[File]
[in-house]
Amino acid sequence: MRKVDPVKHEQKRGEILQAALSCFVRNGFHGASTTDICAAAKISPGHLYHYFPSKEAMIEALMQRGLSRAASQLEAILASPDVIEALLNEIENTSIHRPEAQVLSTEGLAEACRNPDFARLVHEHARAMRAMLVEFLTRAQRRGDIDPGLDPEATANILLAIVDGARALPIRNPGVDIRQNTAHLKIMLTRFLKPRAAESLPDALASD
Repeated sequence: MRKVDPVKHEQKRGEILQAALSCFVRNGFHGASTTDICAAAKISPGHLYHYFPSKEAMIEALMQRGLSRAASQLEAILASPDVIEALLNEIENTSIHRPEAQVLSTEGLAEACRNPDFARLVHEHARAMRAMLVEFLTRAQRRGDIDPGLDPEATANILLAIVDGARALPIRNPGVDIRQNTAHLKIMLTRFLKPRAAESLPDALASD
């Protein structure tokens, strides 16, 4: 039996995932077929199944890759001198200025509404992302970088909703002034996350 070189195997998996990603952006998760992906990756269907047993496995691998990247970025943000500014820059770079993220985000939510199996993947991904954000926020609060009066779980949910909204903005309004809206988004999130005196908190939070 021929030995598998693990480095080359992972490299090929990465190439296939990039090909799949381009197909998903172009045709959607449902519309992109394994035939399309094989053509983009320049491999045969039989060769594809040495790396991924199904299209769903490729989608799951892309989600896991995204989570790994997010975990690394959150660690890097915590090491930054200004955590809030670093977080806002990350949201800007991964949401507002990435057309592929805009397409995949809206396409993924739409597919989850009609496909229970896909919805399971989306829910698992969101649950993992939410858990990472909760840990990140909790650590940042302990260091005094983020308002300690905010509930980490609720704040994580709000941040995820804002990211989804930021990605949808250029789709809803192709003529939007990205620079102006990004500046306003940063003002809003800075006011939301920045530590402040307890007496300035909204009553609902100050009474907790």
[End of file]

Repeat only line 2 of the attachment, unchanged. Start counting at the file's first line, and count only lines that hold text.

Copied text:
Amino acid sequence: MRKVDPVKHEQKRGEILQAALSCFVRNGFHGASTTDICAAAKISPGHLYHYFPSKEAMIEALMQRGLSRAASQLEAILASPDVIEALLNEIENTSIHRPEAQVLSTEGLAEACRNPDFARLVHEHARAMRAMLVEFLTRAQRRGDIDPGLDPEATANILLAIVDGARALPIRNPGVDIRQNTAHLKIMLTRFLKPRAAESLPDALASD